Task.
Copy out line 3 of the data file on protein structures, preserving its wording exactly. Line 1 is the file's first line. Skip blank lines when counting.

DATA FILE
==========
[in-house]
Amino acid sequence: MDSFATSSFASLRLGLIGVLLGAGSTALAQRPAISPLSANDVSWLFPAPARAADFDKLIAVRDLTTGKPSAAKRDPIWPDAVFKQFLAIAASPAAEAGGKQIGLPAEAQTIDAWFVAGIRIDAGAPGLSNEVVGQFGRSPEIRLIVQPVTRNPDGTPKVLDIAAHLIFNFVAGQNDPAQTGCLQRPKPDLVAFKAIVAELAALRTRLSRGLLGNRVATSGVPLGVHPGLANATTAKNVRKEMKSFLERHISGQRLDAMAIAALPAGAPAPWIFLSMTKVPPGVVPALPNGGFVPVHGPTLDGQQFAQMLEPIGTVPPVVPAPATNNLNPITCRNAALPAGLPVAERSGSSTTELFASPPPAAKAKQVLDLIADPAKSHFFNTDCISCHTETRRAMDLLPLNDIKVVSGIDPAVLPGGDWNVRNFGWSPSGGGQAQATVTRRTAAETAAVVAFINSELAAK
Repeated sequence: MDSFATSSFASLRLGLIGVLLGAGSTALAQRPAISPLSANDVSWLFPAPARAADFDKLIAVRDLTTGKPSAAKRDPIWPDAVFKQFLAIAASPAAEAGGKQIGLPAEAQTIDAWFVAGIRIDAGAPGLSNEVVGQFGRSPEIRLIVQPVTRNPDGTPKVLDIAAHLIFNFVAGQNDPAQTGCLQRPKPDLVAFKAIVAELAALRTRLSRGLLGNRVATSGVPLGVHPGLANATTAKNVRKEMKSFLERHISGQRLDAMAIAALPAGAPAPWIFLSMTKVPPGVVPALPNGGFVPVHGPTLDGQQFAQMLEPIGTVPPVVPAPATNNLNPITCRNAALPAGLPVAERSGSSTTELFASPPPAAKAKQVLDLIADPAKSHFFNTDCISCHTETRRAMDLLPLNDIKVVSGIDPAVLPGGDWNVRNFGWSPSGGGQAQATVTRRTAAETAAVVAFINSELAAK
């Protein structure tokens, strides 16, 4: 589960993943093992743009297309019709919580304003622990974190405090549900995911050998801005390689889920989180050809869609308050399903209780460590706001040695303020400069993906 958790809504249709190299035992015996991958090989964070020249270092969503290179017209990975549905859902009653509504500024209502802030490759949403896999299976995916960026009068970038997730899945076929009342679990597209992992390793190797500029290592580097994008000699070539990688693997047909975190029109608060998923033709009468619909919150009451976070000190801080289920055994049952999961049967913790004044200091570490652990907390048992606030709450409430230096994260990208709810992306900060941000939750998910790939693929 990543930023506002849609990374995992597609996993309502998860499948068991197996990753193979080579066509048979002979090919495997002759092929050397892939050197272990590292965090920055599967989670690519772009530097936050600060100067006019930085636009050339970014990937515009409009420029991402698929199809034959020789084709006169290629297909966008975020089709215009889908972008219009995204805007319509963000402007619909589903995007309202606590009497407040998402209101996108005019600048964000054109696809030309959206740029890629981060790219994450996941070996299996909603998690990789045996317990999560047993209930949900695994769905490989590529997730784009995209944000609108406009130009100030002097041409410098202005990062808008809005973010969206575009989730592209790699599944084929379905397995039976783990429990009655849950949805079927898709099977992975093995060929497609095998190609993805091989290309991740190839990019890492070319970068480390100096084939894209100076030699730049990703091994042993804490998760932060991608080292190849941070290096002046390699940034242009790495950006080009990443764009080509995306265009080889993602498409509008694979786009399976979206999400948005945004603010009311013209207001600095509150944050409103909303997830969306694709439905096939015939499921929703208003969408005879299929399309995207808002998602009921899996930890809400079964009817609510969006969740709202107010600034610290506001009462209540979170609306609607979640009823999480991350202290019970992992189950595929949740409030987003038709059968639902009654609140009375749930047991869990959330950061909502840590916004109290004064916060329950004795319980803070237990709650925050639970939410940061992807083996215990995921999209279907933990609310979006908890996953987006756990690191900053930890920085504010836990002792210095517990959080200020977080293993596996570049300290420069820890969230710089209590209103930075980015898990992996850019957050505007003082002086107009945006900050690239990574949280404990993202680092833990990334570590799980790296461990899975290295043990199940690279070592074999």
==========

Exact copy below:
Repeated sequence: MDSFATSSFASLRLGLIGVLLGAGSTALAQRPAISPLSANDVSWLFPAPARAADFDKLIAVRDLTTGKPSAAKRDPIWPDAVFKQFLAIAASPAAEAGGKQIGLPAEAQTIDAWFVAGIRIDAGAPGLSNEVVGQFGRSPEIRLIVQPVTRNPDGTPKVLDIAAHLIFNFVAGQNDPAQTGCLQRPKPDLVAFKAIVAELAALRTRLSRGLLGNRVATSGVPLGVHPGLANATTAKNVRKEMKSFLERHISGQRLDAMAIAALPAGAPAPWIFLSMTKVPPGVVPALPNGGFVPVHGPTLDGQQFAQMLEPIGTVPPVVPAPATNNLNPITCRNAALPAGLPVAERSGSSTTELFASPPPAAKAKQVLDLIADPAKSHFFNTDCISCHTETRRAMDLLPLNDIKVVSGIDPAVLPGGDWNVRNFGWSPSGGGQAQATVTRRTAAETAAVVAFINSELAAK